River of News

Skyrocketing coronavirus levels in California sewage point to rapid spread of virus

Los Angeles Times Environment - Thu, 12/23/2021 - 07:53

Sewage data analyzed in Silicon Valley wastewater treatment plants confirms that the latest wave of coronavirus infections is sharply worse than the ones in the spring and summer.

Categories: All/General

Wildfire's Damage Doesn't End When The Smoke Clears. It Can Also Taint Drinking Water

NPR Environment - 36 min 38 sec ago

Wildfires, and the scorched hillsides they leave behind, can threaten drinking water for years after the smoke clears. One Colorado community is trying to get ahead of the problem.

Categories: All/General

Pete Buttigieg And Michael Regan Help Decode The Proposed Infrastructure Deal

NPR Environment - 57 min 38 sec ago

The infrastructure bill making its way through Senate is 2,700 pages of proposed spending on roads, trains, broadband and more. The White House is also taking steps to set automobile fuel standards.

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New Fuel Regulations Will Help The Transition To Electric Vehicles

NPR Environment - 57 min 38 sec ago

The White House is announcing new rules for vehicle fuel economy and emissions, a key part of President Biden's climate policy. These regulations will aid in the transition toward electric vehicles.

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Biden Announces Record Amount of Climate Resilience Funding

NY Times Energy/Environment - 4 hours 7 min ago
The Federal Emergency Management Agency will give states $3.5 billion to prepare for disasters, as wildfires and other calamities pummel the country.

Carbon Border Tax Is Proposed by Democrats

NY Times Energy/Environment - 4 hours 42 min ago
Senators introduced a plan on Monday to tax iron, steel and other imports from countries without ambitious climate laws.

Maine Will Make Companies Pay for Recycling. Here’s How It Works.

NY Times Energy/Environment - 4 hours 44 min ago
The law aims to take the cost burden of recycling away from taxpayers. One environmental advocate said the change could be “transformative.”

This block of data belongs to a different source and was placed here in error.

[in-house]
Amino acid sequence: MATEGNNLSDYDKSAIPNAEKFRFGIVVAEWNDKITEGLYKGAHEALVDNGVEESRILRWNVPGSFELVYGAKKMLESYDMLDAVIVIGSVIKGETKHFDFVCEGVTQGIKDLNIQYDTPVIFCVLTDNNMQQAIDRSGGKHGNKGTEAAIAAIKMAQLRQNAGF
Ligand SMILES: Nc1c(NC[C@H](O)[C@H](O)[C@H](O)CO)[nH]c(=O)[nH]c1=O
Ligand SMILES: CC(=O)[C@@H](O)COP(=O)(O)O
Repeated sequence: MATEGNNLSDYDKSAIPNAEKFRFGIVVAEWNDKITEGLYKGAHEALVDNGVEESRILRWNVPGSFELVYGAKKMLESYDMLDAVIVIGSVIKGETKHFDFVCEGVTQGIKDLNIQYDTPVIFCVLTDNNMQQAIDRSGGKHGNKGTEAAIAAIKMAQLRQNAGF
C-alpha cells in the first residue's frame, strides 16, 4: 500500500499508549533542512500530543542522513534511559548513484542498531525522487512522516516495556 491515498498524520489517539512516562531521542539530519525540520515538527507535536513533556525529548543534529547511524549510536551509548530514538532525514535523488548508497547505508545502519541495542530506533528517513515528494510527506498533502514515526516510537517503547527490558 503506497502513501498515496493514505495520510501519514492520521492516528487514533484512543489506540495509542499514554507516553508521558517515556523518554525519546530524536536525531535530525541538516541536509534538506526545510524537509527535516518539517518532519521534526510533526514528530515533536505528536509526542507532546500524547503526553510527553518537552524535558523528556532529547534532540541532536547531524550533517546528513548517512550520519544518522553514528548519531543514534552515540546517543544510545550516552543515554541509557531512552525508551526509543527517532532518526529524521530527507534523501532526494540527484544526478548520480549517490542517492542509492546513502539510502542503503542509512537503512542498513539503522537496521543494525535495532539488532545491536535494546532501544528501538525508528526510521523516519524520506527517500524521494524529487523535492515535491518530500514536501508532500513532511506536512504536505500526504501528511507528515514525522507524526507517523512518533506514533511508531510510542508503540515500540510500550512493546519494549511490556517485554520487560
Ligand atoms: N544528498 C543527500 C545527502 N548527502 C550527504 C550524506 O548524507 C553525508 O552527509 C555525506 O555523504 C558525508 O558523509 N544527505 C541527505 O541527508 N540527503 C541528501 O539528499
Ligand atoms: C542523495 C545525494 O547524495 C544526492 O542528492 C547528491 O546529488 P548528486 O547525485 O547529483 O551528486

Democrats Call Infrastructure Bill a Down Payment on Climate

NY Times Energy/Environment - 4 hours 46 min ago
A bipartisan package includes the largest-ever federal spending for electric vehicle charging stations, public transit and clean water.

A Carbon Calculation: How Many Deaths Do Emissions Cause?

NY Times Energy/Environment - 4 hours 47 min ago
A new study looks at “the mortality cost of carbon”: lives lost or gained as emissions change over time.

Solving solar puzzle could help save Earth from planet-wide blackouts

Understanding the Sun's magnetic dynamo could help predict solar weather, such as potentially dangerous geothermal storms, solar flares and sunspots. Mathematicians have proposed a new model of the Sun that matches observed data.
Categories: All/General, Climate

Up to 85 per cent of historical salmon habitat lost in Lower Fraser region

For perhaps the first time ever, researchers have mapped out the true extent of habitat loss for salmon in the Lower Fraser River, one of the most important spawning and rearing grounds for Pacific salmon in B.C. Salmon have lost access to as much as 85 per cent of their historical floodplain habitat -- the biologically rich wetlands next to a river or stream that typically harbor wildlife -- due to dikes and similar infrastructure, say researchers.
Categories: All/General, Climate

Scientists ID enzyme for making key industrial chemical in plants

Scientists studying the biochemistry of plant cell walls have identified an enzyme that could turn woody poplar trees into a source for producing a major industrial chemical. The research could lead to a new sustainable pathway for making "p-hydroxybenzoic acid," a chemical building block currently derived from fossil fuels, in plant biomass.